Condoleezza Rice Home Page

Index | Antecedents | Childhood | Education | Early Career | At NSC
Interim | Politics | Adviser | Iraq War | Secretary of State | About

Condoleezza Rice - Secretary of State

At the beginning of George W. Bush's second term in 2005, Condoleezza Rice was appointed Secretary of State. At her confirmation hearings before the U.S. Senate, she enumerated three main tasks facing American foreign policy in the coming years. "unite the community of democracies, strengthen the community of democracies, and spread freedom and democracy." She was passed through the Foreign Relations Committee with only two bitterly partisan Senators opposing the nomination, Boxer of California and Kerry of Massachusetts. Ultimately, she was approved by the full Senate 85-13.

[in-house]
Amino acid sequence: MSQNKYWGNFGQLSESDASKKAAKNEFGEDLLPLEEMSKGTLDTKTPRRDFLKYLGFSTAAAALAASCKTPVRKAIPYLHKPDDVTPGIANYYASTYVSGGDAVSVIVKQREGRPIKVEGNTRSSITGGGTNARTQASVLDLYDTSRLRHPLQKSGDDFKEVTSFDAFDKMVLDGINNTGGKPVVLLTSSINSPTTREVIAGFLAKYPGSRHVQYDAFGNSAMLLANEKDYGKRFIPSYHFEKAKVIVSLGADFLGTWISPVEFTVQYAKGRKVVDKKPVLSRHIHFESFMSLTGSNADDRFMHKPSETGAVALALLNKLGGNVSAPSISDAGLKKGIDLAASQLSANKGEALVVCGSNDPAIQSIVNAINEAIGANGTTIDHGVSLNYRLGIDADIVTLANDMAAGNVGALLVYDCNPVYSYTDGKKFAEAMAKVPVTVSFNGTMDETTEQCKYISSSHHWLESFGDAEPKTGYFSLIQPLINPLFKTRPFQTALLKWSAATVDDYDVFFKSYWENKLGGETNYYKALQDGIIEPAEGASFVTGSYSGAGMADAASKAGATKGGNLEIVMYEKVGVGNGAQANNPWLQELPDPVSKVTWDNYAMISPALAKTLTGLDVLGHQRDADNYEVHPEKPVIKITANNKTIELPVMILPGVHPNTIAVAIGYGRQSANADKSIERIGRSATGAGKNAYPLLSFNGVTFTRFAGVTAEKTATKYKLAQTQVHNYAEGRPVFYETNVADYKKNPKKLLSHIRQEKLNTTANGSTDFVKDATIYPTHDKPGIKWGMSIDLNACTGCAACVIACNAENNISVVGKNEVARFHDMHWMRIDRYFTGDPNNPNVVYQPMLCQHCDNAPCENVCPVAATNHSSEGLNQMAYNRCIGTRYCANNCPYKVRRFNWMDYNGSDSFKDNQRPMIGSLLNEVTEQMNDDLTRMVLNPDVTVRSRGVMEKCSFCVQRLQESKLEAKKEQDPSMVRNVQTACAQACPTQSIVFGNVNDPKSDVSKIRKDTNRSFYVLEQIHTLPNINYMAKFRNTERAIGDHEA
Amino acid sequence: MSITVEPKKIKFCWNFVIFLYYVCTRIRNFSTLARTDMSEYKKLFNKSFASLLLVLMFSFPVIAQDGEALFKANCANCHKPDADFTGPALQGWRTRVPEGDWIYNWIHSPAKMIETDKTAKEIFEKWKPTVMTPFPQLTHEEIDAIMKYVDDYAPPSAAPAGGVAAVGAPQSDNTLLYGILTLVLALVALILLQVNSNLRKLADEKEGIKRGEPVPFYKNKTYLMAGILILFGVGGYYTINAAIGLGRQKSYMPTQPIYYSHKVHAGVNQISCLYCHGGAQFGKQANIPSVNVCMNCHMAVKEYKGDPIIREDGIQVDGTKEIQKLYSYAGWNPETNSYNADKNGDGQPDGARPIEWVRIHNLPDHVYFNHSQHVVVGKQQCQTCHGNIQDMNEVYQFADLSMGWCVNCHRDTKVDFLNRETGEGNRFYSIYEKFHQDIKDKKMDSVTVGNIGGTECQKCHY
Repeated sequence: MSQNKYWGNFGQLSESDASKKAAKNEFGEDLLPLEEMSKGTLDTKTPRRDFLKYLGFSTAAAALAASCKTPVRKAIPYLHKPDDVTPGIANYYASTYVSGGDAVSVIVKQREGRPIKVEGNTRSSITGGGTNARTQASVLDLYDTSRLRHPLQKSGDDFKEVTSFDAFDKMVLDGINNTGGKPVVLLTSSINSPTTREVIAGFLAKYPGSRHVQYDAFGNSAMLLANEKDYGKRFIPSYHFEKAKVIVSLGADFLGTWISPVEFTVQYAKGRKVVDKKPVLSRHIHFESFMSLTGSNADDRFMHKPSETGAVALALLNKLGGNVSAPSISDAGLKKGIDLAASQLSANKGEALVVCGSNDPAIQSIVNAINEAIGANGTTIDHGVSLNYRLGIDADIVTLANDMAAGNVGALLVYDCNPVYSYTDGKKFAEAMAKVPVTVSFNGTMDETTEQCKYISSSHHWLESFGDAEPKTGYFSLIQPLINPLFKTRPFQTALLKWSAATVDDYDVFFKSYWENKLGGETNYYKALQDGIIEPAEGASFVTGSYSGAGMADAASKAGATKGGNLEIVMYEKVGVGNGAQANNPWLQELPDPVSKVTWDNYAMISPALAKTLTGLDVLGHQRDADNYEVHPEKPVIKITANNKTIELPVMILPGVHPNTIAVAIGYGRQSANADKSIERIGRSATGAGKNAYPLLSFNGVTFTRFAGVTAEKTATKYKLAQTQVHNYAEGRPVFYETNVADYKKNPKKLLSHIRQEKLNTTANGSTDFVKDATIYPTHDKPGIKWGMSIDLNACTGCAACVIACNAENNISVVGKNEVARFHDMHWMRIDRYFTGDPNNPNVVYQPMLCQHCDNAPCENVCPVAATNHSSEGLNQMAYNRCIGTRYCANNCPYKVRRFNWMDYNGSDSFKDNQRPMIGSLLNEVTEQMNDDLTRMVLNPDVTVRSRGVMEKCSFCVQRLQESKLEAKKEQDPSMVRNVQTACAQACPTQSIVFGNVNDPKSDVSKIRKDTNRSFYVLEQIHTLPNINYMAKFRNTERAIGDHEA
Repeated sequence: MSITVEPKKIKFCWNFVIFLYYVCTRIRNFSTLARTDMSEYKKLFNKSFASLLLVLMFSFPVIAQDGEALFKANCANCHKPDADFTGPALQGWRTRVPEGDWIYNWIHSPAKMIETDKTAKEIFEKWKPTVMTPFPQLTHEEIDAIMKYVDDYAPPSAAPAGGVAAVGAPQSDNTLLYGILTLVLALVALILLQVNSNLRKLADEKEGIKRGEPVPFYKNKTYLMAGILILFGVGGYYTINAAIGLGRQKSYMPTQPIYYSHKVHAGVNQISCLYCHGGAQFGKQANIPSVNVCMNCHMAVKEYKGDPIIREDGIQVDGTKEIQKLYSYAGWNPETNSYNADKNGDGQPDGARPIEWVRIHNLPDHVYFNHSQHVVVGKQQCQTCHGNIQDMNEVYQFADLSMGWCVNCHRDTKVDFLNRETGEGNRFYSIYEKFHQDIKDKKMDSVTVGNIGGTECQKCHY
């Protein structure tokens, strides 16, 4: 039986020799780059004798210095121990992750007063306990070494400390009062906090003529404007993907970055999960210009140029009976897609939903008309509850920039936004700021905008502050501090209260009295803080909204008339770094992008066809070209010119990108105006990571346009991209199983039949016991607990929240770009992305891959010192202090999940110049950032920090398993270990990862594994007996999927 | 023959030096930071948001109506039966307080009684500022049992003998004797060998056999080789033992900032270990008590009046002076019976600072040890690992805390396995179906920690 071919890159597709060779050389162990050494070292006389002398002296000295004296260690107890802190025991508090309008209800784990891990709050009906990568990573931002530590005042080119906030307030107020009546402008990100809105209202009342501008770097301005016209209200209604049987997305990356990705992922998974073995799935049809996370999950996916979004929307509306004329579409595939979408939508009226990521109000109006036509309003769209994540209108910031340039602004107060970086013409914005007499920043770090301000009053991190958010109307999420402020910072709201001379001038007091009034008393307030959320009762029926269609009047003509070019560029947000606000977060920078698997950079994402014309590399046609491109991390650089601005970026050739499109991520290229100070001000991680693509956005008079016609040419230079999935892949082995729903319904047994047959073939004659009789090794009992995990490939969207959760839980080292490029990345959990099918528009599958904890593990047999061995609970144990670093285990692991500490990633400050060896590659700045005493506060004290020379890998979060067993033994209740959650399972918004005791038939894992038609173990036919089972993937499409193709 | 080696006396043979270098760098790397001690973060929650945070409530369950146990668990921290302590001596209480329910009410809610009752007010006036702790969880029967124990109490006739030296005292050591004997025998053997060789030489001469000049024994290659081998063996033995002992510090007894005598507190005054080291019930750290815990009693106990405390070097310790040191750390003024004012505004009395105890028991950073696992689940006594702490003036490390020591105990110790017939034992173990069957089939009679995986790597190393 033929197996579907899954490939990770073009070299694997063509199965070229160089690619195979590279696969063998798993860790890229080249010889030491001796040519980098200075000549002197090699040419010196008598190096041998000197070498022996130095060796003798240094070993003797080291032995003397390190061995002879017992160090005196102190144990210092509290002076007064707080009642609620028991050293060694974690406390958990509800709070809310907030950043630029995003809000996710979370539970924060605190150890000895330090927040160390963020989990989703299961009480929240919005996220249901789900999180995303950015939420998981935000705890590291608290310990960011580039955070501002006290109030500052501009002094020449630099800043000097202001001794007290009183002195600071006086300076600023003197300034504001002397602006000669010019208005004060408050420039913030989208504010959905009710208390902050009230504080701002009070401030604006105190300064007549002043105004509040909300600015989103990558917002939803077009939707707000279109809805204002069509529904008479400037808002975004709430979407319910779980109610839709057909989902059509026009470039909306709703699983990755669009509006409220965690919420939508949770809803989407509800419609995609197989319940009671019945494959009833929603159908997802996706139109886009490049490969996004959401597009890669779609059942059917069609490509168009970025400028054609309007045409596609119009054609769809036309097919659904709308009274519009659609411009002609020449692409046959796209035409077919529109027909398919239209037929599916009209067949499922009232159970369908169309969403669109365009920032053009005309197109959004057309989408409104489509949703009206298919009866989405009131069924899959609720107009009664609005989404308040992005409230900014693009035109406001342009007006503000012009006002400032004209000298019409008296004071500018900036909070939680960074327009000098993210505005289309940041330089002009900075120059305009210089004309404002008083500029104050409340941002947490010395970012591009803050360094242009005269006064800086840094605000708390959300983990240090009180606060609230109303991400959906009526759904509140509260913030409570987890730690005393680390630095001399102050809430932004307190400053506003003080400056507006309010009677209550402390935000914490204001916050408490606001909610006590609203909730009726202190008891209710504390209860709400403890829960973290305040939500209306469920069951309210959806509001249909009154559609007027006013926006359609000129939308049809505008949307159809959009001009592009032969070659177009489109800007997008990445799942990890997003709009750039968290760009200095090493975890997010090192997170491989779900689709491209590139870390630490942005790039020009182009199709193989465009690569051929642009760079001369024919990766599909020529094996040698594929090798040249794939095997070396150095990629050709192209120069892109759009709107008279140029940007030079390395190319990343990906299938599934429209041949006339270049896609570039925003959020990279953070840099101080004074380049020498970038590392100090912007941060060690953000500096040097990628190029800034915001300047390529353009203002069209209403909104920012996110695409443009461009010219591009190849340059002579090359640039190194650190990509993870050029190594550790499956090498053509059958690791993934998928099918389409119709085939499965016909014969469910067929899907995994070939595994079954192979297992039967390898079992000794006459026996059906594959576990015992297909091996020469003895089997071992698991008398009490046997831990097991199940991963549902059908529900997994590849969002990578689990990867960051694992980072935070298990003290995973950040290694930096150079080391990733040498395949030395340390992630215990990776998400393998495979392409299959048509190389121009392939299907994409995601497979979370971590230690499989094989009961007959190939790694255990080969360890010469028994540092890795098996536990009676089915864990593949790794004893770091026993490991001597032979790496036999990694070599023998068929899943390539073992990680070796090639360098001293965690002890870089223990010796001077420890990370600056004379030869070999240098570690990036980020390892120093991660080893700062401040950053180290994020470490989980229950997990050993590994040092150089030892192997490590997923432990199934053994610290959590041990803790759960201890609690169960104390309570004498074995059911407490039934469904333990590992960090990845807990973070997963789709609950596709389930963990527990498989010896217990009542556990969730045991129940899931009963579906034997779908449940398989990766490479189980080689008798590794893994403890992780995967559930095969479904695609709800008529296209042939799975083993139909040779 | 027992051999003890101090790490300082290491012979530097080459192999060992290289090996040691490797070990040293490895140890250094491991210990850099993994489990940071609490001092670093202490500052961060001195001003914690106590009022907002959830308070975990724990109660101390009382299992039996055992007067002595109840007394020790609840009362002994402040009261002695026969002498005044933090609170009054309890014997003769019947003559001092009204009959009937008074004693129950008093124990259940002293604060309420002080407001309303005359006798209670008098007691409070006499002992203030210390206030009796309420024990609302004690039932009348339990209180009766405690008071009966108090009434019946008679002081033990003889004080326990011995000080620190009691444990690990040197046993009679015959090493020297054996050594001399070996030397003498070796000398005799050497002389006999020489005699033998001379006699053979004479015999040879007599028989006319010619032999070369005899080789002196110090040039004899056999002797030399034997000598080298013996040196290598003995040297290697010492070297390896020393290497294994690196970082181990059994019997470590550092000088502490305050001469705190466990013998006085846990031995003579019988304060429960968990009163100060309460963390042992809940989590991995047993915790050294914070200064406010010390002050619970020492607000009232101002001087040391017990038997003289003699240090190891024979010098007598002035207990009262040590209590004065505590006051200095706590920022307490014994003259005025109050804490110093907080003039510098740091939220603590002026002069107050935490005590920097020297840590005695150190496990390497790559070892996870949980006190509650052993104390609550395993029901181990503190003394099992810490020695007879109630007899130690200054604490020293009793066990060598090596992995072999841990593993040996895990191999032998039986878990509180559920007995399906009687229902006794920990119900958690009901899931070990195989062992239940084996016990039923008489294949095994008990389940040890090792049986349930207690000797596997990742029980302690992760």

She would become a very visible Secretary of State. Travelling over half a million miles in her first two years, Condoleezza Rice began to solidify alliances with France and Germany, continued strong relations with Great Britain, and brokerred a deal between Israel and the Palestinians in the Gaza Strip. Her charming personality coupled with her tough principles allowed her to charm the press and to advance the U.S. agenda of expanding democracy and freedom around the world. She would go on to handle many crises, and become the most popular member of the Bush cabinet.

Return to Index

Gulf War

The Kirov Murder

How Microscopes Work

LinkToThisPage Button

In-Depth Information

| Privacy Statement